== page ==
Fannie Mae: WSJ Takes Aim At Risk Sharing And Ignores The Law by Investors Unite
The Wall Street Journal’s lead editorial on New Year’s Eve was laden with such contempt for Fannie Mae and Freddie Mac that it ignored facts central to shutting them down for good, as the Journal professes to want.
For some reason the Journal put the word “conservatorship” in quotes and sneered at the Federal Housing Finance Agency because it “seems to view itself as the official preserver of Fan and Fred’s market share.”
It is not exactly clear why quotation marks were needed since, in fact, the Housing and Economic Recovery Act did place the GSEs into this arrangement with FHFA as conservator. FHFA has not dreamed up a mission for itself, as the Journal suggested. HERA required FHFA to return the GSEs to a “sound and solvent condition” and preserve the GSEs assets in anticipation of an eventual reform plan. As we know, a reform plan has not emerged during the last seven years. Whatever power the law provides, the Obama Administration has chosen not to use it and instead hunkered down in its position to wind down the companies by attrition. With its hands tied, FHFA has simply been doing what it can to make internal reforms needed to create a bigger role for private capital.
The Journal objects to how this is being done, castigating Fannie Mae and Freddie Mac for using collateralized debt obligations to offload some of the mortgage risk they are holding, namely Connecticut Avenue Securities, asserting, “these new instruments are essentially a way for the mortgage giants to buy insurance against the possibility that lots of mortgage borrowers don’t repay the money they owe.” The newspaper continues: “But how about simply not holding these risks in the first place? Then taxpayers would have no need for insurance.”
Whatever the merits of such an idea, FHFA cannot simply direct Fannie Mae and Freddie Mac to abdicate their mission and arbitrarily dissemble. That would be in opposition to HERA. Besides, what would take the GSEs’ place? The Administration has offered no plan, and Congress thus far has not succeeded in formulating a way out of the conservatorship and creating a better mortgage finance system.
The Journal takes issue with FHFA’s risk-sharing innovations, saying, “You won’t be surprised to learn that investors have been more eager to take on mortgage risks via these new Fannie Mae and Freddie Mac securities than via private mortgage-backed bonds, a market that has hardly revived since the financial crisis. Why would investors rather deal with Fan and Fred than with a private seller of mortgage risk? Well, it could be because the Beltway geniuses who brought us the housing crisis are so much better at selecting quality mortgages and managing credit risks than private firms. Or could it possibly be that investors prefer having Uncle Sam standing behind the deal?”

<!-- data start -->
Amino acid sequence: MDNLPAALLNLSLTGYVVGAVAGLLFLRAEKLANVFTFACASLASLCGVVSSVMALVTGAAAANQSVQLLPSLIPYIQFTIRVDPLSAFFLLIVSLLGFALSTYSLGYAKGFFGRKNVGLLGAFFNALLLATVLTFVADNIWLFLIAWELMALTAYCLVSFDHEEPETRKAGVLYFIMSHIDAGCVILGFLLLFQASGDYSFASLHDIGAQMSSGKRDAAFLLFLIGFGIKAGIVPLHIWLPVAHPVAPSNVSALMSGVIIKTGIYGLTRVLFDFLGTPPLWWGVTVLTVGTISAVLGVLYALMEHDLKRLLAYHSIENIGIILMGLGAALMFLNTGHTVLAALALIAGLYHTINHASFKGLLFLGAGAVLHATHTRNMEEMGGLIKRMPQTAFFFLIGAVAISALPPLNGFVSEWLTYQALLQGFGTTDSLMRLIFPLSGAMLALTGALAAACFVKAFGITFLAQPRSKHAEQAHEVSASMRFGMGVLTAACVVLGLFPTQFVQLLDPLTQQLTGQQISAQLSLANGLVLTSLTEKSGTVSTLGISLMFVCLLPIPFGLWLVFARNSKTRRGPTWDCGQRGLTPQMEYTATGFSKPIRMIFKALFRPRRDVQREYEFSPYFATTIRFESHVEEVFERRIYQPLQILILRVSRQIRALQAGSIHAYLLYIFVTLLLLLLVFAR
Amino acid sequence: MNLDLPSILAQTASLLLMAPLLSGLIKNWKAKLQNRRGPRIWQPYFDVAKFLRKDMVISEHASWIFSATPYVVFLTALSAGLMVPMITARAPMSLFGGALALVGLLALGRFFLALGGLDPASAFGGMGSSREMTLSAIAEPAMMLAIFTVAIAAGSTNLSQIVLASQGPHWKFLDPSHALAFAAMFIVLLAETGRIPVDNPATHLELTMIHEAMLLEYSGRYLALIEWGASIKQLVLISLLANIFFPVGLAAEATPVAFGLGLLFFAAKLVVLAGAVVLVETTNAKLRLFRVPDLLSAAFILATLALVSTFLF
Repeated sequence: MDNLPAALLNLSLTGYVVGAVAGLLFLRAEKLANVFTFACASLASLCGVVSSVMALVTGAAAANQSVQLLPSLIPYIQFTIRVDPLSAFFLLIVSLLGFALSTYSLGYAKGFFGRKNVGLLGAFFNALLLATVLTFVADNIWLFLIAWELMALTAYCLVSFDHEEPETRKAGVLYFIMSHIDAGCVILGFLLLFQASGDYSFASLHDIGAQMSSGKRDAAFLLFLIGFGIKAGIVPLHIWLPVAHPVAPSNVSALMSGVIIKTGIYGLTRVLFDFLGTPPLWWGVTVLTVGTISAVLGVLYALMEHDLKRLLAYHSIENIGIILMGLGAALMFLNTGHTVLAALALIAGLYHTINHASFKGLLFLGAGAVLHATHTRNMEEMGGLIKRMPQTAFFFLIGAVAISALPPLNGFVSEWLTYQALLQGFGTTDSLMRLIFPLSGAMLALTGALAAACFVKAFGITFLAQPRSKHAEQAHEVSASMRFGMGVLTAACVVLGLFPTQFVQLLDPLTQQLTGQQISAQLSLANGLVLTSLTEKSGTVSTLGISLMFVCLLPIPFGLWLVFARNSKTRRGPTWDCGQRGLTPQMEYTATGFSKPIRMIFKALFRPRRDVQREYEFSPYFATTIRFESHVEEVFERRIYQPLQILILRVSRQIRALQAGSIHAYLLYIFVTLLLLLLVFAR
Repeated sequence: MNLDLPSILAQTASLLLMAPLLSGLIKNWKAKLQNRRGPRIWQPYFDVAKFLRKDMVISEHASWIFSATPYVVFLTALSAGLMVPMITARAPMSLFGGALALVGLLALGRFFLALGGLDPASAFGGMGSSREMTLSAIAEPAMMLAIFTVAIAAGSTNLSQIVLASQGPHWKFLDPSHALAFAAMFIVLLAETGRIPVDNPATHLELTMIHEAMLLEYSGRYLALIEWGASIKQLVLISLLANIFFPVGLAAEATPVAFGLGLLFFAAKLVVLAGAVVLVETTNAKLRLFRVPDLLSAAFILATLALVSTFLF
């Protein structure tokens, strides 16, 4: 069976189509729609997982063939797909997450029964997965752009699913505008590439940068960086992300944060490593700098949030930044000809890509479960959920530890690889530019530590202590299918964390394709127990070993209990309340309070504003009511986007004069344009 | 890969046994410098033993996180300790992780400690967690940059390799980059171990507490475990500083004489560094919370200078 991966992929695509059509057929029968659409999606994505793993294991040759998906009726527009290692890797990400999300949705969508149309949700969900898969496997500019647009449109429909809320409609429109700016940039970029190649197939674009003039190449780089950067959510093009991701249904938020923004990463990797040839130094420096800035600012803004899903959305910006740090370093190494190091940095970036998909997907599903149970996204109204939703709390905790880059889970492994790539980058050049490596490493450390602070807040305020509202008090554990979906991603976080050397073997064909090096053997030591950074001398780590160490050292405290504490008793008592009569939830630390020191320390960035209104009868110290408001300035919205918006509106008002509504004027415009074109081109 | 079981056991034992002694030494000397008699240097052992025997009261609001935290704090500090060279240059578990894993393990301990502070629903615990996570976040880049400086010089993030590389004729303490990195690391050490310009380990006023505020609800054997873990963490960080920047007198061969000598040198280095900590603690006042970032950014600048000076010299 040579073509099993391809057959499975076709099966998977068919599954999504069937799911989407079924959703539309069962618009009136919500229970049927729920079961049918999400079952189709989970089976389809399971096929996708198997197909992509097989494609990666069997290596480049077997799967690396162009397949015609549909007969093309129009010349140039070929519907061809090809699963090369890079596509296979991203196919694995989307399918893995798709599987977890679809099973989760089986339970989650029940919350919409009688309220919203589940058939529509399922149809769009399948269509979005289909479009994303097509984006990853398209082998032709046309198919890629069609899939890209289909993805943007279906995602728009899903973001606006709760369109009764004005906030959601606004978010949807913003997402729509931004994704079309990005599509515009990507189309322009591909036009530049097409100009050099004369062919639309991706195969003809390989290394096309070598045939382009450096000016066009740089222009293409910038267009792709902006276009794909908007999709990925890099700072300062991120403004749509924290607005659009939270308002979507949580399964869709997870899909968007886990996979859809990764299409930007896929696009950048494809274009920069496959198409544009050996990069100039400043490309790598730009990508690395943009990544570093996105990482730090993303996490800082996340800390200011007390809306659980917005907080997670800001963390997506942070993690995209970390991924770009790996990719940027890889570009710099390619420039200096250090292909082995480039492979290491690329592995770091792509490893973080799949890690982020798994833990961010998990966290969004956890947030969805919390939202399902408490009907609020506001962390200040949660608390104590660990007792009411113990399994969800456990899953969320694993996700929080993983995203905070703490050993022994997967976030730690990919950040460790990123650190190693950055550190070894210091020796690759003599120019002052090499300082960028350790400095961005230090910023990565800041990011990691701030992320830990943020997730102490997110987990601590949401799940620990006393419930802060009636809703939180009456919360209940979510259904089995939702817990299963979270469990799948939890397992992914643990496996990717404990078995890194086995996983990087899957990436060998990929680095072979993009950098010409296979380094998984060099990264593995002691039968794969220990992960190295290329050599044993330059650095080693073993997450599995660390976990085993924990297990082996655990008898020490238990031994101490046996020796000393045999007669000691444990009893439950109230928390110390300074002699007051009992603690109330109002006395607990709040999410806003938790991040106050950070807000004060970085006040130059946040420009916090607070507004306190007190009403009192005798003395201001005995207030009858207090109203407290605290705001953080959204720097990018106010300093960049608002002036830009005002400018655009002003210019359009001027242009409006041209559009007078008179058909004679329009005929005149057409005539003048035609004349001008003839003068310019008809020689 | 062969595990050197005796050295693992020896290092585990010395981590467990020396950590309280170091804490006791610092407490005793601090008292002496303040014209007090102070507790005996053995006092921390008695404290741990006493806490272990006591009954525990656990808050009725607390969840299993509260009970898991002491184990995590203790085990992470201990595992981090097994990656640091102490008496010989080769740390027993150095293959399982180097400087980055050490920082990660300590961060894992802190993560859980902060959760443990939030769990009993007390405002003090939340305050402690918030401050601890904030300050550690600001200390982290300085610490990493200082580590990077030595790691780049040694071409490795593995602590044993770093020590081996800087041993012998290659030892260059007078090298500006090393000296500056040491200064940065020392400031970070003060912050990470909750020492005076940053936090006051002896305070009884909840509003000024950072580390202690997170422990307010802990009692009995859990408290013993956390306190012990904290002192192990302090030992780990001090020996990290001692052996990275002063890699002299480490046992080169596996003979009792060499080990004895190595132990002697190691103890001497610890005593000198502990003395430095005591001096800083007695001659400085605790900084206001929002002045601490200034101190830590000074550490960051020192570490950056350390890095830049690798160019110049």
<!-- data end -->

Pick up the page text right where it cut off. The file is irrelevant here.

What the Journal’s commentary ignored is that in the absence of a comprehensive strategy for recapitalizing Fannie Mae and Freddie Mac and moving on from their conservatorship, risk sharing will continue to be an untested and piecemeal approach from bringing in more capital to the mortgage finance system, made only more glaringly insufficient by the companies’ inability to maintain a buffer against losses of their own.
Regardless of one’s position about what, if any, role Fannie Mae and Freddie Mac should play in the modern housing finance system, it is important to know where the capital will come from to make the purchase of homes feasible for average Americans. Former Federal Deposit Insurance Corporation Chairman William Isaac pointed this out several months ago and the question remains unanswered. The Journal might not like the risk sharing innovations of Fannie Mae and Freddie Mac but, so far, investors have hardly jumped at them in numbers to supplant Fannie Mae and Freddie Mac. As the Journal itself reported just a few days before its final editorial of the year, the GSE’s have sold only about $25 billon of the new securities during the last two years – which is just a drop in the $5 trillion mortgage ocean. Whether one loves or hates Fannie Mae and Freddie Mac, we’re a long way from being able to replace the amount of capital and market liquidity they have provided.
The Journal should be calling on Congress to use 2016 to probe the anatomy of the conservatorship and to hold hearings on how to bring it to an end. The alternative is to continue to grumble about a situation everyone knows is not working for homeowners, shareholder, taxpayers or capital markets.
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